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Bringing Together the Young and the Old

Our colonizers wrote our history, which included their justification for colonizing Africa: that we were a primitive people. Their books told a one-sided story, and they were what I and many other Africans my age and older read in school and were examined on. They were our main source of information.

Many of our people ended up in detention or were killed during the hunting of the Mau Mau. [The Mau Mau were a group of mostly Kikuyu people in Kenya who from 1952 to 1960 revolted against the British colonizers.] Those who survived have been afraid to talk about what they experienced, because they took an oath not to share it. Many people have gone to their graves without talking about their experiences, even to their own children. Fears remaining from torture, shame, the raping of women, and the killing of loved ones have overwhelmed people. Those who can open up always whisper, and only to people they trust. I attempted to talk to my grandmother about it, and she refused to say a word.

I have been organizing meetings for elders in their eighties and above and am hearing things that are not available in any book. I use a question-and-answer format. The youth who attend prepare themselves before the meeting, in order to understand the challenges facing elderly people and the supportive role they can play. The old people also prepare. They meet separately to discharge and discuss the goal of the meeting. It’s important that they discharge separately, so they can alleviate some of their fears, including fears of being prosecuted.

In the combined group, the youth take turns asking questions while the elderly people listen carefully and take turns answering. The elders confess that they have not talked about many of these things before, for fear of prosecution and because not many people have taken an interest in knowing what happened.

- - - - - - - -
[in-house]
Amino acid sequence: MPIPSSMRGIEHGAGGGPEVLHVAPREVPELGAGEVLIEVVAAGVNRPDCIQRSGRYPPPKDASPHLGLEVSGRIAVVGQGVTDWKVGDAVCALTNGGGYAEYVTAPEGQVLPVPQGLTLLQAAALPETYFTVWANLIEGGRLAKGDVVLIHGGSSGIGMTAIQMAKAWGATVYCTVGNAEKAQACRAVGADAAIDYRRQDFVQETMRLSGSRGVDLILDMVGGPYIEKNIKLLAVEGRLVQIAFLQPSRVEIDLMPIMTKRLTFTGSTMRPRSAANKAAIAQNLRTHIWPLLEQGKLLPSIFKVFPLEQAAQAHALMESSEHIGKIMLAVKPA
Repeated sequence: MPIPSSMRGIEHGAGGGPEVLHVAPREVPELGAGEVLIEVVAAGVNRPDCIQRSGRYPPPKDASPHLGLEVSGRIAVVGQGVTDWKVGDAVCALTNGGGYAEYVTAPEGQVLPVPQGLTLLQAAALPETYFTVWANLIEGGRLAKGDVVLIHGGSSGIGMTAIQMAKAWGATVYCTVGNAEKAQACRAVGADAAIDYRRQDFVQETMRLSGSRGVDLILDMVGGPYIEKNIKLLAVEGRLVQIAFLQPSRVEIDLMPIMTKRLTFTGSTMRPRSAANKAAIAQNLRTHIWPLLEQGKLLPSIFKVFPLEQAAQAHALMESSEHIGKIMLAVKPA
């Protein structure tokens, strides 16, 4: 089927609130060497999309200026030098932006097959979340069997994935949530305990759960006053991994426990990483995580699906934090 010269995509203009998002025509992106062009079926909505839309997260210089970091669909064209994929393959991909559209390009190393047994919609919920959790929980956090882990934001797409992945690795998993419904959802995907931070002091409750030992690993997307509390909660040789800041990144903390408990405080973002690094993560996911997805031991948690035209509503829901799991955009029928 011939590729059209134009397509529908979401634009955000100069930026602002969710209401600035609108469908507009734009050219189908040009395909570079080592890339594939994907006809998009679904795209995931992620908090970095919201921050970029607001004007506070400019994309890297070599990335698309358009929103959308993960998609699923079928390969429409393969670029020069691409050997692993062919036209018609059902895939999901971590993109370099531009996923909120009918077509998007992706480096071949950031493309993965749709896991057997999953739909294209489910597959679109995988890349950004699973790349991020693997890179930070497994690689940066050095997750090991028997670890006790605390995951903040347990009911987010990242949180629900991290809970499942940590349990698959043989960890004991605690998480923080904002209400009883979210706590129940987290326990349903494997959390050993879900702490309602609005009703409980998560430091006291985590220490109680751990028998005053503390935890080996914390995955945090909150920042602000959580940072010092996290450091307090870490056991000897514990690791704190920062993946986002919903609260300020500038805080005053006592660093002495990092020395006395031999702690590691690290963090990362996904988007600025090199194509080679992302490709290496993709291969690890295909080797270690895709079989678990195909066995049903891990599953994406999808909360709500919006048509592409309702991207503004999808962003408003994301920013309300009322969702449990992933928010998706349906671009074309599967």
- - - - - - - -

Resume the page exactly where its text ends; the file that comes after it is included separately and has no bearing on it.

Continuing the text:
The government promised it would appeal to the British to apologize for what they had done and to compensate those who had suffered. But many of the people who sought that help were exploited, disappointed, and further humiliated, so they have given up. All of this has affected their ability to share.

I recently visited the World War II Nazi concentration camps in Poland and got a new perspective. I realized how urgent it is to hear from these people in Kenya. The youngest is eighty-five and the oldest is a hundred and seven and their memories are fading. Only a handful of people remain who were directly involved and witnessed exactly what happened.

I’ve also been organizing youth in the Mathare valley slum. Many of them have never known a family—parents or grandparents. A program brings them together with older people. The young and the old sit opposite each other and exchange questions and answers. Here is a link to a video showing the activities of such a day: <youtube.com/watch?v=6HrFzbDUSW4>. I hope it will add insight and a new dimension to your lives and encourage you to share your stories with the younger generation.

Wanjiku Kironyo

Regional Reference Person for Northern Africa and East Africa

Nairobi, Kenya

(Present Time 188, July 2017)


Last modified: 2020-07-02 14:27:35+00